Section 5 of the Securities Act of 1933 is as primordial a securities law as there is. It is truly one of the building blocks of our system of securities regulation. In somewhat ominous language, the section starts off by noting that unless a registration statement is in effect as to a security, it shall be unlawful to sell said security. Whenever you see something that includes the words "unless" and "unlawful," you sure as hell better be careful. See the section reprinted in full below:
Section 5 -- Prohibitions Relating to Interstate Commerce and the Mails
a. Sale or delivery after sale of unregistered securities
Unless a registration statement is in effect as to a security, it shall be unlawful for any person, directly or indirectly--
1. to make use of any means or instruments of transportation or communication in interstate commerce or of the mails to sell such security through the use or medium of any prospectus or otherwise; or
2. to carry or cause to be carried through the mails or in interstate commerce, by any means or instruments of transportation, any such security for the purpose of sale or for delivery after sale.
b. Necessity of prospectus meeting requirements of section 10
It shall be unlawful for any person, directly or indirectly--
1. to make use of any means or instruments of transportation or communication in interstate commerce or of the mails to carry or transmit any prospectus relating to any security with respect to which a registration statement has been filed under this title, unless such prospectus meets the requirements of section 10; or
2. to carry or cause to be carried through the mails or in interstate commerce any such security for the purpose of sale or for delivery after sale, unless accompanied or preceded by a prospectus that meets the requirements of subsection (a) of section 10.
c. Necessity of filing registration statement
It shall be unlawful for any person, directly or indirectly, to make use of any means or instruments of transportation or communication in interstate commerce or of the mails to offer to sell or offer to buy through the use or medium of any prospectus or otherwise any security, unless a registration statement has been filed as to such security, or while the registration statement is the subject of a refusal order or stop order or (prior to the effective date of the registration statement) any public proceeding or examination under section 8.
Reduced to basics, Section 5 requires all issuers to register non-exempt securities with the Securities and Exchange Commission (SEC). The section further imposes the obligation to use a compliant prospectus subject to a registration statement to effectuate such sales.
Notwithstanding this longstanding law, many still run afoul of it - unintentionally, inadvertently or otherwise. It is often the case with relatively short and simple rules that they become subject to interpretation - too much of which occurs around the office water cooler. Commonsense is not always the best way to read what has been cobbled together by legislators. It's the damn nuance of these things that will kill you. Beg and plead all you want with the highway cop about not seeing the sign, but I'll bet that while you're rambling on he is writing out the ticket. As Wall Street struggles to return to health and as businesses seek to tap into whatever capital is still available, it is likely that we will be reading more and more about unregistered securities transactions.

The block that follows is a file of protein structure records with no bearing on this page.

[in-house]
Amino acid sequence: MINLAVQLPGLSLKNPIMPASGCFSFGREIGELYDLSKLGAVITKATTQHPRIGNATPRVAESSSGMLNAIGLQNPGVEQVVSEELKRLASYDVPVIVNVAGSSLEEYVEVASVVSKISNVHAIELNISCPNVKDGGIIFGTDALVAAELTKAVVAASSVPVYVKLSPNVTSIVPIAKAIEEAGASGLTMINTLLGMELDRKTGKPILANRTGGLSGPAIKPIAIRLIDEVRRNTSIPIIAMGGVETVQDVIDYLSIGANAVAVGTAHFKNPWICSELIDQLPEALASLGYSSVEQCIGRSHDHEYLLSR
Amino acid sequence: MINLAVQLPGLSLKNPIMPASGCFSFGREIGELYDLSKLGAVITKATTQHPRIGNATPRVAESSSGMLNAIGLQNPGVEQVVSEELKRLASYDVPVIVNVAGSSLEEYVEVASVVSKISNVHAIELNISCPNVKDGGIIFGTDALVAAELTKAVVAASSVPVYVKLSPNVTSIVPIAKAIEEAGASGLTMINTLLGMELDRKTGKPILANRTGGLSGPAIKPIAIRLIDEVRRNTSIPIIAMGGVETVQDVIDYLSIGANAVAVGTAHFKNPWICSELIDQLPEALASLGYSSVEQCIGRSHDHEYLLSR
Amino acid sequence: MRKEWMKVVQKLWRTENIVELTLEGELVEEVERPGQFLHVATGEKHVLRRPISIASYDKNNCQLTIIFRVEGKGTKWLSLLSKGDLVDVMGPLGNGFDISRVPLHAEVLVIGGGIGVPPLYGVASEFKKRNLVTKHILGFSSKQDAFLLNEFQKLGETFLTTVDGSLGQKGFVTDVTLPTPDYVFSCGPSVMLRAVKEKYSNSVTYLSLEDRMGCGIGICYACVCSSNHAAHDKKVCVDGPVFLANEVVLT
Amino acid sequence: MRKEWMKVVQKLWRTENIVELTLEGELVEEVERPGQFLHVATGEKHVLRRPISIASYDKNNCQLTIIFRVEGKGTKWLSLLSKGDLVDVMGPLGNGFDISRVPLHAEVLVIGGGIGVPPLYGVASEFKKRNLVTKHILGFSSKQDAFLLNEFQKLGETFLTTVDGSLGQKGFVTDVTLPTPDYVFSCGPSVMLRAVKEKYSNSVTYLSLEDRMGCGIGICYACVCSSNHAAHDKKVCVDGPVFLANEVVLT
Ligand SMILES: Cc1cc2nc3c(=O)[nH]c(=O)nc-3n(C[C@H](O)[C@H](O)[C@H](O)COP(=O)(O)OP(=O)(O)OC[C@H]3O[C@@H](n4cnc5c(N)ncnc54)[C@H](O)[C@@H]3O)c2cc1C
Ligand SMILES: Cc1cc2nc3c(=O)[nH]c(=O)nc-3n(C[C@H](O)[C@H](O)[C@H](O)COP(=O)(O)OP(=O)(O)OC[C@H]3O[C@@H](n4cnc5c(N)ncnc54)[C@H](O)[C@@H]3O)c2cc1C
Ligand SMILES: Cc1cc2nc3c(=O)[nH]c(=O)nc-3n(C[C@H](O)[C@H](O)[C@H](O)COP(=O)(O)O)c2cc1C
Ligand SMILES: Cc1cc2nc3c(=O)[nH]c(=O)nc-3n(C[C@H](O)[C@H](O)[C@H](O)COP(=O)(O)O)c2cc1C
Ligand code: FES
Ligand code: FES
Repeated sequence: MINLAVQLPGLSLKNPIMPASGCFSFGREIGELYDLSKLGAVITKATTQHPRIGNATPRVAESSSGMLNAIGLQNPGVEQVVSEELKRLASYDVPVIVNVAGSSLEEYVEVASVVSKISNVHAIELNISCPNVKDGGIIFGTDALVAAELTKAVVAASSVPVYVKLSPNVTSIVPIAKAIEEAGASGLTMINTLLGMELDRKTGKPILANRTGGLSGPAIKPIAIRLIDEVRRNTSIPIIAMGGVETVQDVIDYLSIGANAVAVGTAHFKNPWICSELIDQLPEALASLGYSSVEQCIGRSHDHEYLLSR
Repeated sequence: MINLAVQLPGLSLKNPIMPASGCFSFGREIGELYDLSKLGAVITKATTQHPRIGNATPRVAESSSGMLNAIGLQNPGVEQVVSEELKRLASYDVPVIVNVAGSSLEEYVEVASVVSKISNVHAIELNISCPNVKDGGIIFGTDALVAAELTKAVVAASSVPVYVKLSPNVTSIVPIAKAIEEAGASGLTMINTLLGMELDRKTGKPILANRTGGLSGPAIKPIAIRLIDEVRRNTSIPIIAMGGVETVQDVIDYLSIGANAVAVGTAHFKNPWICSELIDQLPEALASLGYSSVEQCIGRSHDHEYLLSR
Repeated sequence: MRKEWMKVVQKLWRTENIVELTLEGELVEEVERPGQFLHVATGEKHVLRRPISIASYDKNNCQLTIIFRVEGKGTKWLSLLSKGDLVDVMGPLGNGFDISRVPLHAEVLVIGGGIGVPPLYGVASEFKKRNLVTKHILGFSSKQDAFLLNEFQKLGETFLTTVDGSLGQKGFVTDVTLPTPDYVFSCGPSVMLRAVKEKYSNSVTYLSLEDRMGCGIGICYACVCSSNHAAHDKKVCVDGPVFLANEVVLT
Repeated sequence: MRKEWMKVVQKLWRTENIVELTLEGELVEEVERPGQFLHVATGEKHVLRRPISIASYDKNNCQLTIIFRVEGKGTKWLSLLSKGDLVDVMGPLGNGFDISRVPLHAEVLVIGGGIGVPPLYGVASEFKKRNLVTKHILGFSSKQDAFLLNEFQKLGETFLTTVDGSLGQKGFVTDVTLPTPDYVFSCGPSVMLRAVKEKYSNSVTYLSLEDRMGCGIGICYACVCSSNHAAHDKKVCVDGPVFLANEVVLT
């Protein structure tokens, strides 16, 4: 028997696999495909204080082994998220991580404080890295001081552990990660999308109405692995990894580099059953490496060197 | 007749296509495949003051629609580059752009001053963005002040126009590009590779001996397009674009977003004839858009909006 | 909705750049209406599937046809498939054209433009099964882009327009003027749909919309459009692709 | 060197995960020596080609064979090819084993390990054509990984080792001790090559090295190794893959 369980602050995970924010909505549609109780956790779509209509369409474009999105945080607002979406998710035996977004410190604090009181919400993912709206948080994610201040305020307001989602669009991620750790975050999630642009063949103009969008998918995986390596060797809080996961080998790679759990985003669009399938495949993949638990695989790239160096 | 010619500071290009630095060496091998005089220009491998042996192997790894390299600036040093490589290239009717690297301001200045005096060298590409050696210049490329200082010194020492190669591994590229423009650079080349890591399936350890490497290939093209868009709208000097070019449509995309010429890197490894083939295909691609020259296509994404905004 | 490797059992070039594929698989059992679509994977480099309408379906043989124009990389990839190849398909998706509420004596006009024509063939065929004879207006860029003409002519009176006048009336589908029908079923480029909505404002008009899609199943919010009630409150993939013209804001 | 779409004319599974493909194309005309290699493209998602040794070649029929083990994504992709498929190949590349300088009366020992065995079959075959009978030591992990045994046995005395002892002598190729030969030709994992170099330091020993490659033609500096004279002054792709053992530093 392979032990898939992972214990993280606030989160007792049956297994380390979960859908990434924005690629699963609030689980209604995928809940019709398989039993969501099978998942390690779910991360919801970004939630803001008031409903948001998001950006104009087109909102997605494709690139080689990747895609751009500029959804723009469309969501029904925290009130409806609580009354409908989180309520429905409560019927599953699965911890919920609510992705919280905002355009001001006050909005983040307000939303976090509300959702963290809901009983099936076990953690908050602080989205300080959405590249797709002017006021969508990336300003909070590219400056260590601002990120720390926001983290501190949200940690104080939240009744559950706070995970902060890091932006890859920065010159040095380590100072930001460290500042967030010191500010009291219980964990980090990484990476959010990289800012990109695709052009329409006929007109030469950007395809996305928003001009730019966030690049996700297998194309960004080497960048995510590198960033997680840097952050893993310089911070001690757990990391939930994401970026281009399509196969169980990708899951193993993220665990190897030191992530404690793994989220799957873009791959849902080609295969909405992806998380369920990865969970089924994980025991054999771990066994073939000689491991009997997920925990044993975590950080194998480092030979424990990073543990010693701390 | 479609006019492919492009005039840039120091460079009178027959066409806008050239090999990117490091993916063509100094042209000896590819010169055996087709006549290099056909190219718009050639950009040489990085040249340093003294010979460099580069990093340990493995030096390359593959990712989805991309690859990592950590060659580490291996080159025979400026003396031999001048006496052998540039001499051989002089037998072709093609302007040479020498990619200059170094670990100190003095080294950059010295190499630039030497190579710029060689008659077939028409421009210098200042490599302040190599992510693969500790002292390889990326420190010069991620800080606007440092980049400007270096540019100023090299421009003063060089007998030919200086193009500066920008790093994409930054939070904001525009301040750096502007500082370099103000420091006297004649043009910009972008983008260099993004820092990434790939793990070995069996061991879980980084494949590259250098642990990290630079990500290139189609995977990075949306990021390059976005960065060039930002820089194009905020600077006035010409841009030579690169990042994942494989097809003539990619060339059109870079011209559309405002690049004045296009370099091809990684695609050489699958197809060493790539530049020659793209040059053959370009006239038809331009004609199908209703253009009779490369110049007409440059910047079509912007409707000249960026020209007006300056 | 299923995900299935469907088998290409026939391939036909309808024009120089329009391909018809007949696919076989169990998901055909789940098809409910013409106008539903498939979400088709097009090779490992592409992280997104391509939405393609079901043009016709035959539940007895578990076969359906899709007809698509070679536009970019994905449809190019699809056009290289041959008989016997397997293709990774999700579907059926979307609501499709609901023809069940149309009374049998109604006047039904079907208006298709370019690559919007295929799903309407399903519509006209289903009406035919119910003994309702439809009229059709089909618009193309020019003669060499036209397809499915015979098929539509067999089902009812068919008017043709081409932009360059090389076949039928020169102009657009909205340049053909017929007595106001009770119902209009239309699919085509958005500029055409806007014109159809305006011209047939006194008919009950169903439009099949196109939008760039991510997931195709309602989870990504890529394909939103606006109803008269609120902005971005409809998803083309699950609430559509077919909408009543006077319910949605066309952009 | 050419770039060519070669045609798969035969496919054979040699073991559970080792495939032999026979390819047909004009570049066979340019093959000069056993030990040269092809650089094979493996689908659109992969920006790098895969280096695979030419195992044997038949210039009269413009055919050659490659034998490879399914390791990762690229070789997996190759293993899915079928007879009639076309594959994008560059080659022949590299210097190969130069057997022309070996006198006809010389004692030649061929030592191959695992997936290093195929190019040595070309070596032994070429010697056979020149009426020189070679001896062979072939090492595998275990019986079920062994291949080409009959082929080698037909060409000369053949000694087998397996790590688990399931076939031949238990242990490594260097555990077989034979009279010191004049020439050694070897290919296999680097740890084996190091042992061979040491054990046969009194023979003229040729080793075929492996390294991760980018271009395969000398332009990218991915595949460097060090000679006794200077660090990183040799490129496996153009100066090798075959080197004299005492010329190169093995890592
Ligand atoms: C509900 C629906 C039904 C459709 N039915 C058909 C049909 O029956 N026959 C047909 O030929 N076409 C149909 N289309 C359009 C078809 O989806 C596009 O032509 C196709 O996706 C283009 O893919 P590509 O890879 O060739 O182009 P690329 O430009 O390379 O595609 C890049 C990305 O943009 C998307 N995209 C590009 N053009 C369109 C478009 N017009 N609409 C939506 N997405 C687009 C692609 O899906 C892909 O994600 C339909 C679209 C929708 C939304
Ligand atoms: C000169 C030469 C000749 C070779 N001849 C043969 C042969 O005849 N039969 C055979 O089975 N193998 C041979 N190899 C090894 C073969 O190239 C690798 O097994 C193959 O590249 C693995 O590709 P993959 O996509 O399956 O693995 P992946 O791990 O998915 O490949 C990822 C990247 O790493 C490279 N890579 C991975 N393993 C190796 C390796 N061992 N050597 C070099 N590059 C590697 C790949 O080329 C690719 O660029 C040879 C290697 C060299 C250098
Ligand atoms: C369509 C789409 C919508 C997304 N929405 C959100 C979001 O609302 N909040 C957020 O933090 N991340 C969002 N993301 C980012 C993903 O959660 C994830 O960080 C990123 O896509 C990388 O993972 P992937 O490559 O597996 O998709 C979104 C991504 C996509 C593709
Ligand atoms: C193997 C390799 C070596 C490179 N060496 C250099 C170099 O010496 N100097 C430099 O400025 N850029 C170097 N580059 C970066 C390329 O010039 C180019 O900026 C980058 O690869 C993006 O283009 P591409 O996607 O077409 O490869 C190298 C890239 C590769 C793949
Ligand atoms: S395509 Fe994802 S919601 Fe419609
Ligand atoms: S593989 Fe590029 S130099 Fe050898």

In recent months, http://RRBDlaw.com has been reporting about increased regulatory actions involving unregistered securities. See:
In the Matter of Peter Herbert Hackstedde and Ross William Sindelar (FINRA OS/2006004707201/December 2009), Hackstedde and Sindelar acquired unregistered and non-exempt shares from an issuer with a view to distribution and, therefore were statutory underwriters. They distributed, or caused the distribution of, unregistered and non-exempt securities to the public.
Pursuant to an Offer of Settlement, the Financial Industry Regulatory Authority (FINRA) fined Hackstedde $301,896.93 ((includes $286,896.93 disgorgement of profits) and suspended him for thirty business days. Sindelar was fined $418,904.91 (includes $$403,904.91 disgorgement of profits) and suspended thirty business days.
In the Matter of Patrick Francis Harte Jr. (FINRA 2006003672401/December 2009), Harte failed to
FINRA imposed a $10,000 fine upon Harte and suspended him in Principal capacities only for six month. He was further ordered to requalify as a Principal before functioning in that capacity.
In the Matter of Alan Frank Pacella (FINRA 2007009934702/November 2009), before entering sales orders, Pacella relied on his member firm's compliance department to review whether the shares were freely tradable. The compliance department conducted its tradability review in the ordinary course of business and incorrectly approved the securities for public resale, even though the shares were restricted. FINRA took the position that Pacella had or should have had the company's Articles of Incorporation and press release, thereby allowing him to determine that the securities were not registered for public sale and not subject to an exemption.
Pursuant to a settlement, FINRA imposed a censure upon Pacella and fined him $10,000.